Court affirms ruling dismissing Trump election challenge in Wisconsin

A federal appeals court on Thursday upheld a decision dismissing a lawsuit seeking to declare President Donald Trump won swing state Wisconsin.

Democrat Joe Biden defeated Trump by 0.6 points in Wisconsin in the Nov. 6 election, a key victory that helped propel Biden to the White House.

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Trump filed the lawsuit in the Eastern District of Wisconsin on Dec. 2 against the state elections commission, arguing the court should order the state's Republican-controlled Legislature to declare he had won the state. U.S. District Judge Brett Ludwig, a Trump appointee, refused, ruling on Dec. 12 that Trump's arguments "fail as a matter of law and fact." He said that ruling in Trump's favor would amount to the "most remarkable ruling in the history of this court or the federal judiciary."

Trump then turned to the 7th U.S. Circuit Court of Appeals. A three-judge panel from that court affirmed Ludwig's decision late Thursday afternoon, finding that Trump should have challenged the state's election laws before the election. All three judges were appointed by Republican presidents. One of them, Michael Scudder, was appointed by Trump.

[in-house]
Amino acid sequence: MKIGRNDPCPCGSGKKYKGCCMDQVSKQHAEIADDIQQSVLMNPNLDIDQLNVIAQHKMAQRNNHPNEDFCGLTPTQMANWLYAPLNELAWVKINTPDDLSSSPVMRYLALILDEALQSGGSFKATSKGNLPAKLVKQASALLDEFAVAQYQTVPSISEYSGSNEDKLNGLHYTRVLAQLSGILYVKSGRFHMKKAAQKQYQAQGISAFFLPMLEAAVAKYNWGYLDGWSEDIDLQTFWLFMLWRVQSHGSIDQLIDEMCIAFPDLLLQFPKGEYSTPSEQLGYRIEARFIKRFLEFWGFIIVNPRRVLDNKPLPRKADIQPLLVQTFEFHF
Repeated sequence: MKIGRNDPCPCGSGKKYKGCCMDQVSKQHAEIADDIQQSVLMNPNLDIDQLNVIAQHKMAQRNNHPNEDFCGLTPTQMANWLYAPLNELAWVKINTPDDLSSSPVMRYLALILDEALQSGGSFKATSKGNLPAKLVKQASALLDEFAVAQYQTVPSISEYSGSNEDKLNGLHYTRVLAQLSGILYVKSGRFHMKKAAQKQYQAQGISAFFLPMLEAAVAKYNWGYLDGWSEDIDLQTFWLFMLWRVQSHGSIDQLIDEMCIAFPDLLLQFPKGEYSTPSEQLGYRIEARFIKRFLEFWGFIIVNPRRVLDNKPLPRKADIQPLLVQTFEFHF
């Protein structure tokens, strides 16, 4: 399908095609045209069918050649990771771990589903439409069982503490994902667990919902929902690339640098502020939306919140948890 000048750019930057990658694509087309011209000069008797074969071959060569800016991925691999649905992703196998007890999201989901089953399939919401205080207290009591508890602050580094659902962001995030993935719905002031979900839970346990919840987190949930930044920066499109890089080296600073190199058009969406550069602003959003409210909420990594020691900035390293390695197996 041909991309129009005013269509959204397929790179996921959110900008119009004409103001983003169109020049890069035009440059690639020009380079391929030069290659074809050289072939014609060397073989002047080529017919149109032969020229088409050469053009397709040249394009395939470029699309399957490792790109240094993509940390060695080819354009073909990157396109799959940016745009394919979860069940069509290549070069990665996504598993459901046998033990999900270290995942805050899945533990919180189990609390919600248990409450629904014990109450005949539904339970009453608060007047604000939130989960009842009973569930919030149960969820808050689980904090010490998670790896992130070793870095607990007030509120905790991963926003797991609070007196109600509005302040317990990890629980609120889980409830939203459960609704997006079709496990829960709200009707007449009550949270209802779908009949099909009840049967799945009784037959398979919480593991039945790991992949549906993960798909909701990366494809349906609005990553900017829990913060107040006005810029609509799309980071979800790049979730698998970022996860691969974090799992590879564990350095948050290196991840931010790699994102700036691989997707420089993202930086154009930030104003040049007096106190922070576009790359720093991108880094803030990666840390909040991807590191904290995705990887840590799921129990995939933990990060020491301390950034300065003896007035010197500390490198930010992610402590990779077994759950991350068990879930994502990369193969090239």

"Allowing the President to raise his arguments, at this late date, after Wisconsin has tallied the votes and certified the election outcome, would impose unquestionable harm on the defendants, and the State’s voters," Scudder wrote.

Trump and his allies have suffered dozens of defeats in Wisconsin and across the country in lawsuits that rely on unsubstantiated claims of widespread fraud and election abuse.